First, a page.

Americans Rein-in Spend Despite Tax Incentives

15 August 2008

WASHINGTON DC: The US government appears to have had short-lived success in its attempts to fan the cooling embers of the nation's once-hot economy.

Latest official retail sales figures reveal tax rebates granted to the nation's hard-pressed citizens earlier this year have failed to maintain any upward spending momentum.

Sales slipped 0.1% in July, the first decrease in five months, and a sign that consumers are unable to offset the increasing cost of  food and fuel against the Bush administration's incentives.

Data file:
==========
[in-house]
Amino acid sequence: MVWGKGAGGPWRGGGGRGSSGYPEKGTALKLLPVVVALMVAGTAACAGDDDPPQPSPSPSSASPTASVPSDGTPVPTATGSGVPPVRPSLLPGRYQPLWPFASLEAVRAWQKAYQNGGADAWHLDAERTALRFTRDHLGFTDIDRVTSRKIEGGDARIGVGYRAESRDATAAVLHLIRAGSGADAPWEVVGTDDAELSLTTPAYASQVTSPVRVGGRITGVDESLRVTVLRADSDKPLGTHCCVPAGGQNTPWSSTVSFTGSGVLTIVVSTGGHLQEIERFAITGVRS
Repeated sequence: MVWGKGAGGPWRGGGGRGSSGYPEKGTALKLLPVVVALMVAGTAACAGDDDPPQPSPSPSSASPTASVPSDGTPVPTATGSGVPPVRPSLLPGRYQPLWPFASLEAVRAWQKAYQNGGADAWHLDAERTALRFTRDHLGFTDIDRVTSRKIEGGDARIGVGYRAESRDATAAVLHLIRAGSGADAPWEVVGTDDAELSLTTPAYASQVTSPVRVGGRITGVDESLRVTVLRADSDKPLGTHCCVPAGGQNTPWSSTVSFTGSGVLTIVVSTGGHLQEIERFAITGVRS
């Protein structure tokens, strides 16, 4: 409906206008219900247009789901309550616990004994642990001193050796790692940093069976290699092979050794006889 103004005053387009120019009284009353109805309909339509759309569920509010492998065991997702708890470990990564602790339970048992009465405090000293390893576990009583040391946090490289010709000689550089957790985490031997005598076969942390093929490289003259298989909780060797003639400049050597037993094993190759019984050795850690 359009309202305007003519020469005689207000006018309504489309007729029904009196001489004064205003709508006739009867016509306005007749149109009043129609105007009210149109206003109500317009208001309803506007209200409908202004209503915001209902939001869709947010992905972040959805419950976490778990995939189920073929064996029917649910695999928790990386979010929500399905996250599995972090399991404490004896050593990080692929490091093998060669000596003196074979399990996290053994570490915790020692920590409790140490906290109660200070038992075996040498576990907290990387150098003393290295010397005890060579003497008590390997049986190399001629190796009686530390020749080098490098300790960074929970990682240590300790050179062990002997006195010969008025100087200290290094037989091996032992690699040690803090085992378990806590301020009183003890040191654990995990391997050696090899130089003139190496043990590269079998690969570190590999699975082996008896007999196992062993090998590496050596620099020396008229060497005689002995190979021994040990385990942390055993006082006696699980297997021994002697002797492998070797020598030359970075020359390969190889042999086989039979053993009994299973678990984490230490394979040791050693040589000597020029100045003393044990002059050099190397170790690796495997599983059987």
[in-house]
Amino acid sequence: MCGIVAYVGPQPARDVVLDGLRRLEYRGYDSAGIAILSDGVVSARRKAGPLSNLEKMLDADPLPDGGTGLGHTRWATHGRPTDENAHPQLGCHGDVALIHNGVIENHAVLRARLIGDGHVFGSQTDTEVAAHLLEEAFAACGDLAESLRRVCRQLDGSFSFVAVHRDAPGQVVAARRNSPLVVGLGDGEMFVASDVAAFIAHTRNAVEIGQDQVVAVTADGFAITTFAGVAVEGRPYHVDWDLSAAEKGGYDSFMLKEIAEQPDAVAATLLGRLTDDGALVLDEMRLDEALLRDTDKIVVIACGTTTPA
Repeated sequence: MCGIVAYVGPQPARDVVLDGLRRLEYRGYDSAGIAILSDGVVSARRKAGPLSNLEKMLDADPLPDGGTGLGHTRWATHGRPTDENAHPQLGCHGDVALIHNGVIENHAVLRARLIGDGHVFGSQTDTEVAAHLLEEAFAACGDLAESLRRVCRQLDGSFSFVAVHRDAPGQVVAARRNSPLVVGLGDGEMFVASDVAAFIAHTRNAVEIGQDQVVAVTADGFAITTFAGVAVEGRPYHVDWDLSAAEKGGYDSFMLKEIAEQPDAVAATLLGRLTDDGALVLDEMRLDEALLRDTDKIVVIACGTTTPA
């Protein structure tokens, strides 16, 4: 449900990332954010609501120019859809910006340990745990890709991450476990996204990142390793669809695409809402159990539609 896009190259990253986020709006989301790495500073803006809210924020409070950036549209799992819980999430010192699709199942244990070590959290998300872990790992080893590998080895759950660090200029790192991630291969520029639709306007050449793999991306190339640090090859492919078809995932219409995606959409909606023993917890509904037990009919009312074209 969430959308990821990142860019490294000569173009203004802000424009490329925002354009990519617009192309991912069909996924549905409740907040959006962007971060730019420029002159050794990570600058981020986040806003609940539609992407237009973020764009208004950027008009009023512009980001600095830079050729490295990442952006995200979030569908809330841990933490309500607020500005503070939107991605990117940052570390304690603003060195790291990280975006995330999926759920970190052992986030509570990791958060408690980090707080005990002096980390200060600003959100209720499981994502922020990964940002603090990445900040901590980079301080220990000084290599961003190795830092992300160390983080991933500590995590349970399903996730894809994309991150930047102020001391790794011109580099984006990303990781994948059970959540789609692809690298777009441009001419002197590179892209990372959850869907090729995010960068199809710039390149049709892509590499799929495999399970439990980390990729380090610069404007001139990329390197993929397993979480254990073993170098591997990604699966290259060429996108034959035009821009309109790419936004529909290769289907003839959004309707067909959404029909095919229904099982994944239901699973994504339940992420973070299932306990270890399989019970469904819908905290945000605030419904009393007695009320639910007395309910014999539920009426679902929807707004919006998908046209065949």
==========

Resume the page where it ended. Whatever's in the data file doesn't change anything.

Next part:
Total retail and food-service sales fell to $384.6 billion (€258bn; £205.6bn) in July from $385.2bn the previous month.

Auto and autoparts sales in July slid 2.4% from June and 10.5% from July 2007. Sales of furniture and building material, hit by the housing slump, also fell from a year ago.

In addition, the nation's leading department stores revealed weaker consumer spending during the second quarter, with Macy's reporting same-store sales down by 2.1%.

US import prices increased 0.9% in July, up 8% from a year earlier; while the price of petroleum imports jumped 4% in July, an eye-watering 79.2% year-on-year rise.

Despite hopes that oil prices have peaked – at least for now - Naroff Economic Advisors' Noel Naroff warned: "Broad-based increases in import prices make it clear that the pressures on consumers will not go away with the fall in gasoline costs."

Data sourced from Wall Street Journal Online; additional content by WARC staff